A new statistical report from the federal government says that violent crime is surging for the second straight year while firearm violence remains essentially at the same level as it was in 2003.

The data could undercut Barack Obama’s ongoing campaign to control guns.

As recently as a few days ago, he said at a memorial service for victims of a crazed killer at the Washington Navy Yard that there ought to be some sort of mass weapons restriction imposed across the United States as in other countries.

“If we really want to honor these 12 men and woman, if we really want to be a country where we can go to work, go to school and walk our streets free from senseless violence without so many lives being stolen with a bullet from a gun, then we’re going to have to change,” he said.

The report, called “Criminal Victimization, 2012,” was released by the U.S. Department of Justice’s Bureau of Justice Statistics.

It said there “was no measurable change in the rate of firearm violence from 2011 to 2013 and from 2003 to 2013.”

“In 2012, firearms were used in about seven percent of all violent crime incidents. This percentage has been relatively stable over the past decade. In 2012, about 66 percent of all serious violent crimes that involved a firearm were reported to police. There was no measurable change in the rates of firearm violence reported and not reported to police from 2011 to 2012.”

An accompanying table said there were 460,720 “firearm victimizations” in 2012, down from 467,930 in 2011 and even down from the 467,350 in 2003.

The report, however, showed that the rate of violent crime increased from 22.6 victimizations per 1,000 persons age 12 and older in 2011 to 26.1 in 2012.

The report is based on interviews with 92,390 households and 162,940 people in 2012.

It says the rate of property crime rose from 138.7 per 1,000 households in 2011 to 155.8 in 2012.

While violent crime rates rose for blacks, they remained stable for whites and Hispanics.

Residents in urban areas continued to experience the highest rate of violent crime, and residents in the West had higher rates of violent victimization than residents in other regions of the country.

The report is the largest data collection on criminal victimization independent of crimes reported by law enforcement agencies to the FBI’s Uniform Crime Reporting Program, the nation’s other key measure of the extent and nature of crime in the U.S.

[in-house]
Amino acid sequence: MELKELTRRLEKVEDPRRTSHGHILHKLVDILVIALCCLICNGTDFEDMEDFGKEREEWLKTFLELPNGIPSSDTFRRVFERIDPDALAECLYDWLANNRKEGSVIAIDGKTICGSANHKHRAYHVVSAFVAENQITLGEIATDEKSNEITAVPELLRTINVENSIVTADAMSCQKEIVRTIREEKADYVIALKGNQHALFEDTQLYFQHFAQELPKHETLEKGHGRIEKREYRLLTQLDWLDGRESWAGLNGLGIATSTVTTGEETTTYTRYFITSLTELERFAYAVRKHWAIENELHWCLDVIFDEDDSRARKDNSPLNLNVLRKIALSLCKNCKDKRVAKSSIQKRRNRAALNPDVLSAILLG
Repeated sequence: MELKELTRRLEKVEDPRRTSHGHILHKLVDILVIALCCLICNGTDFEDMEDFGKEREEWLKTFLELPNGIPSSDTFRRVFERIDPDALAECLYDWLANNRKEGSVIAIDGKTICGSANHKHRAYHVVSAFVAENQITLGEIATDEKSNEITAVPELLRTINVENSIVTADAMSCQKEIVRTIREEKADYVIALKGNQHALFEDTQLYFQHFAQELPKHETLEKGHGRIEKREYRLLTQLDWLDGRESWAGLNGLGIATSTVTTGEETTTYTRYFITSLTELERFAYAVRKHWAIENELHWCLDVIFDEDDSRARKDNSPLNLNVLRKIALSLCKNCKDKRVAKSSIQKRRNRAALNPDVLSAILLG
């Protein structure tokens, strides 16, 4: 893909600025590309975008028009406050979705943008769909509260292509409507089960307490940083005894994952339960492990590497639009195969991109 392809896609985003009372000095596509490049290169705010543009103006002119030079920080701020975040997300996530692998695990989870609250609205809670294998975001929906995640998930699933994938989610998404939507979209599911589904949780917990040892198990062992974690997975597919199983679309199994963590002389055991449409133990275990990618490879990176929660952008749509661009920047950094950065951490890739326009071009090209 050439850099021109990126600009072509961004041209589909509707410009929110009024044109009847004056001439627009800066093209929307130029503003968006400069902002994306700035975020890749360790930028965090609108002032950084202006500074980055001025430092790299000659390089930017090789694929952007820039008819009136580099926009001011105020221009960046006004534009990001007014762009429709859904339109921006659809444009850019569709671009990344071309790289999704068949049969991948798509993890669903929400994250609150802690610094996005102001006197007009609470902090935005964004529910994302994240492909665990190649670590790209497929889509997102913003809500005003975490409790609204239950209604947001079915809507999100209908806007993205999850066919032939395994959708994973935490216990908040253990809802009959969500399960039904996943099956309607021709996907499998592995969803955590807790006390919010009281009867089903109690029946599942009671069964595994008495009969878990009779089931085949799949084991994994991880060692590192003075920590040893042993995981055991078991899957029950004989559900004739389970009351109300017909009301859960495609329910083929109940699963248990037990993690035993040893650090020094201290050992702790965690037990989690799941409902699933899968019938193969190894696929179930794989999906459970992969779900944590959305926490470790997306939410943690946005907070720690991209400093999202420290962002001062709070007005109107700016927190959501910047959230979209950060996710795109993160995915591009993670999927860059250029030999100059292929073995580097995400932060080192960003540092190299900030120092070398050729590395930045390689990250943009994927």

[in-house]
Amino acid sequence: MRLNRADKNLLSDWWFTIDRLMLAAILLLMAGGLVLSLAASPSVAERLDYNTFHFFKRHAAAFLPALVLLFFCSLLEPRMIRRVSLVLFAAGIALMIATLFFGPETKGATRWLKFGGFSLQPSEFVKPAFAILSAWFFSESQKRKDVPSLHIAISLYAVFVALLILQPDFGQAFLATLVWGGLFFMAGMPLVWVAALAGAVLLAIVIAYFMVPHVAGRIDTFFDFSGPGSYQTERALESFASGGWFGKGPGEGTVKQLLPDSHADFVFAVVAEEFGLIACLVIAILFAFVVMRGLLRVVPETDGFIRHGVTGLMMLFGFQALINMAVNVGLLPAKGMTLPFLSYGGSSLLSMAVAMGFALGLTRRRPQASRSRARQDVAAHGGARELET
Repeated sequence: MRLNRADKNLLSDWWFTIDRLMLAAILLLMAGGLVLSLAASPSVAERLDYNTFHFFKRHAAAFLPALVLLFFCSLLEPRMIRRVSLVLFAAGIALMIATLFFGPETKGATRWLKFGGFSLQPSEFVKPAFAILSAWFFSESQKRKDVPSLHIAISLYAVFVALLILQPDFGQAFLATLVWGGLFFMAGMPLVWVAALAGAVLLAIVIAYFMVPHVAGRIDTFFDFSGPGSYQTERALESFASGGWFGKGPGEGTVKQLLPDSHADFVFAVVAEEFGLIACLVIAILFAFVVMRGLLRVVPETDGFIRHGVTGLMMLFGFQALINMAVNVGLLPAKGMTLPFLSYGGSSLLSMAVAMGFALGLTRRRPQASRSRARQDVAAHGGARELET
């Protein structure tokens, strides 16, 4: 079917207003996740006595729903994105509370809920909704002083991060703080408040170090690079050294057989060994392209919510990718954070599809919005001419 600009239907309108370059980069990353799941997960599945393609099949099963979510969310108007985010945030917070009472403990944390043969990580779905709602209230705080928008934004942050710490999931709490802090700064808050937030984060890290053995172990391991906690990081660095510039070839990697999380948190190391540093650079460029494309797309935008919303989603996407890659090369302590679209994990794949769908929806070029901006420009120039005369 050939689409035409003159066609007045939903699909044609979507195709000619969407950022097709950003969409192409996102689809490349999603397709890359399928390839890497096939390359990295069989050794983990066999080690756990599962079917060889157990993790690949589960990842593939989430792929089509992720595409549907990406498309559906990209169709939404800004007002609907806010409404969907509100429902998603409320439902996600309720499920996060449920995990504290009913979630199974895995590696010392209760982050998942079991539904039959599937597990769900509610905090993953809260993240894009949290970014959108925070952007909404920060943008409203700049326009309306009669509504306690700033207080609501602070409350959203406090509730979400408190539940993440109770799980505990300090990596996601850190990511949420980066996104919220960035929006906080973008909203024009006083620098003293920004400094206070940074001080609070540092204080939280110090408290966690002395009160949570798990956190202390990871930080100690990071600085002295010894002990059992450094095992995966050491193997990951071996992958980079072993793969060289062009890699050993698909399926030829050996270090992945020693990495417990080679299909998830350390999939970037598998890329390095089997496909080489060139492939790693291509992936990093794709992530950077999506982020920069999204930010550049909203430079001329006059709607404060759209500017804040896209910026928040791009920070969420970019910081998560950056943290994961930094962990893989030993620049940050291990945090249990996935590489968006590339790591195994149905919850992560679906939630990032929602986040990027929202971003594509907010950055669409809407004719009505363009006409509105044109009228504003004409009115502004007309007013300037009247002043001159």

Other findings in the report:

  • Rape and sexual assault reports surged from 244,190 in 2011 to 346,830 in 2012.
  • Robberies rocketed from 557,260 to 741,760.
  • Simple assaults soared from 3.9 million to 4.7 million.
  • Domestic violent actually dropped from 1.3 million to 1.26 million.
  • Serious violent crimes involving all weapons – not just guns – rose from 1.2 million to 1.4 million but still remained below the level of 1.7 million from 2003.

The report said the majority of the increase in property crime involved thefts.

“The rate of theft victimization increased from 104.2 per 1,000 households in 2011 to 120.9 in 2012, while no measurable change occurred in the rates of burglary and motor vehicle theft during the same period.”

The report said that from 1993 to 2012, overall violent victimization declined from a rate of 79.8 per 1,000 persons age 12 or older to 26.1 per 1,000.

“All types of violent crime (rape or sexual assault, robbery, aggravated and simple assault) declined during this period. … While the rates of violent victimization have changed over time, the general composition of violent victimization has remained relatively stable.”

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